Efficiency: The Gateway Drug of Energy Policy

In the nebulous rhetoric about America's "clean energy future," we often lose sight of energy efficiency, something we can invest in right here, right now, that will dramatically reduce energy costs for both homes and businesses.
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Today is Energy Security Day at the White House. In a speech at Georgetown University, President Obama underscored his commitment to reducing our dependence on foreign oil and boosting the production of clean, renewable energy here on American soil.

The speech was mainly about oil. But I'm glad to see that energy efficiency is a part of this discussion.

In the nebulous rhetoric about America's "clean energy future," we often lose sight of energy efficiency, something we can invest in right here, right now, that will dramatically reduce energy costs for both homes and businesses. Energy efficiency is really the first renewable: the gateway drug, if you will, that can hook American consumers on the benefits of an energy-smart lifestyle by showing them the impact that energy has on their everyday lives.

Encouraging American home and business owners to be more energy efficient places them on what I call the food chain of sustainability. Your ask starts small, with compact fluorescent light bulbs and turning down the thermostat a degree or two. Once consumers see how easy and impactful these actions can be, they are more likely to move up to bigger ones, like purchasing energy efficient appliances and upgrading their insulation. Then, they'll want to talk to their friends about how much they're saving. And further along the food chain, they will be knowledgeable enough about their energy use to understand the benefits and cost savings associated with purchasing or generating their own clean energy.

These energy-smart consumers become a grassroots army that will help us accomplish the ambitious energy challenges that President Obama has put on the table: putting 1 million electric vehicles on the road by 2015, cutting U.S. oil imports one-third by 2025, and using 80 percent clean energy by 2035.

Here's what President Obama's press office says about energy efficiency in a fact sheet released earlier today:

Our homes, businesses and factories consume over 70 percent of the energy we use. By making smart investments in energy efficiency in the residential, commercial, and industrial sectors, we can improve U.S. competitiveness and protect our environment, while saving consumers money on electricity bills. That is why the Administration is on track to weatherize 600,000 low-income homes through Recovery Act investments, and why we remain committed to a series of policies that increase efficiency across sectors - including a HOMESTAR program to help homeowners finance retrofits, a "Better Buildings Initiative" to make commercial facilities 20 percent more efficient by 2020, and steps to promote industrial energy efficiency.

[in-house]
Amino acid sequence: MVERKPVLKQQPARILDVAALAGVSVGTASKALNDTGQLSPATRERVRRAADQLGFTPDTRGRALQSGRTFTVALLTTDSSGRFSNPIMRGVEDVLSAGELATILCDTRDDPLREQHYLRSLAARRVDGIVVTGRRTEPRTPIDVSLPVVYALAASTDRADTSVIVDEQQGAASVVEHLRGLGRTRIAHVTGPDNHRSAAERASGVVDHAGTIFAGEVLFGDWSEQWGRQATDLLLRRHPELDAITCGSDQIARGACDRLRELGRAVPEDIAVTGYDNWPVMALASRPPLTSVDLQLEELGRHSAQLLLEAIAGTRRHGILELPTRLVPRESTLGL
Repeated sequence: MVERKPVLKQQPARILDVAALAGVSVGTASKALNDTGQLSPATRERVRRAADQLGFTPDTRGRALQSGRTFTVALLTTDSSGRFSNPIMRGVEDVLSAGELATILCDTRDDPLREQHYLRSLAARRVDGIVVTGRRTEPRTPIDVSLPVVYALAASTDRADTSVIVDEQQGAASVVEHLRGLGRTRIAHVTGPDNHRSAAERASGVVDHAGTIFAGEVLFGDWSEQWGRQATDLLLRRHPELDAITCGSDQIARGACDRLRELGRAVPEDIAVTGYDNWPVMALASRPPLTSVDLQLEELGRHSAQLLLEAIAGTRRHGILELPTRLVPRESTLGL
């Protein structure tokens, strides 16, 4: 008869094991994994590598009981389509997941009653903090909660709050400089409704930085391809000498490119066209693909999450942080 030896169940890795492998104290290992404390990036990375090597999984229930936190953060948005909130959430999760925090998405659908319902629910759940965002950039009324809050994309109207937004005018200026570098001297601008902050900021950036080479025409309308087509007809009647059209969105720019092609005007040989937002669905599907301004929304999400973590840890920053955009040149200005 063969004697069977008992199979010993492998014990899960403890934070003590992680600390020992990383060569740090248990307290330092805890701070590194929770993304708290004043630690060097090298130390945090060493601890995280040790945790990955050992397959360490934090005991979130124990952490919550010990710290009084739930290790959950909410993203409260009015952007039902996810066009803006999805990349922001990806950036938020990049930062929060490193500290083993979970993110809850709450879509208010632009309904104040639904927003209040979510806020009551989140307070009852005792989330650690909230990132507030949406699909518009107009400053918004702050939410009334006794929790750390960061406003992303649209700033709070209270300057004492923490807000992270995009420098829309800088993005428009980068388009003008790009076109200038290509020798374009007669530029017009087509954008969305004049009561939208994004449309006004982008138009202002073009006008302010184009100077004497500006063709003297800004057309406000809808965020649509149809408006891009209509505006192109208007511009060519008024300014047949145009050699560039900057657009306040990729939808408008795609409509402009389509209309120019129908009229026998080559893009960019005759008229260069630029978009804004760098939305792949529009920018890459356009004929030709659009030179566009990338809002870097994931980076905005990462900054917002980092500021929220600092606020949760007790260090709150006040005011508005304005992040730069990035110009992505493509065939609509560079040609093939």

My staff and I are working closely with two Better Buildings campaigns in Connecticut and New York (the Neighbor to Neighbor Energy Challenge and Energize Bedford, respectively) that are related to the initiative mentioned above. These campaigns are landmark commitments by the federal government to create jobs and put money back into local economies by making it possible for people to increase the efficiency of their homes and businesses.

They're also points of town and state pride. At an event last week in Hartford, leaders from 14 towns participating in the Neighbor to Neighbor Energy Challenge were commended by Gov. Dannel P. Malloy, U.S. Rep. Joe Courtney and Connecticut's newly minted Commissioner of the Department of Environmental Protection, Daniel C. Esty, formerly of Yale University's Center for Business and the Environment. Like President Obama, these public officials know the difference that energy efficiency will make for their constituents.

What's more, Esty is leading by example by joining the Neighbor to Neighbor Energy Challenge himself. He's scheduled to get an home energy audit of his own later this week. After all, good policy is good politics! With energy efficiency, everybody wins.

So today, let's take a moment apart from the Fukushima nuclear disaster, the Libyan conflict and the rising price of gasoline to reflect on Obama's plan for addressing American's long-term energy security. And let's not forget the vital role that energy efficiency will play in that security.

Brian Keane is the President of SmartPower, a non-profit marketing organization funded by private foundations to help build the clean energy marketplace by helping the American public become smarter about their energy use.

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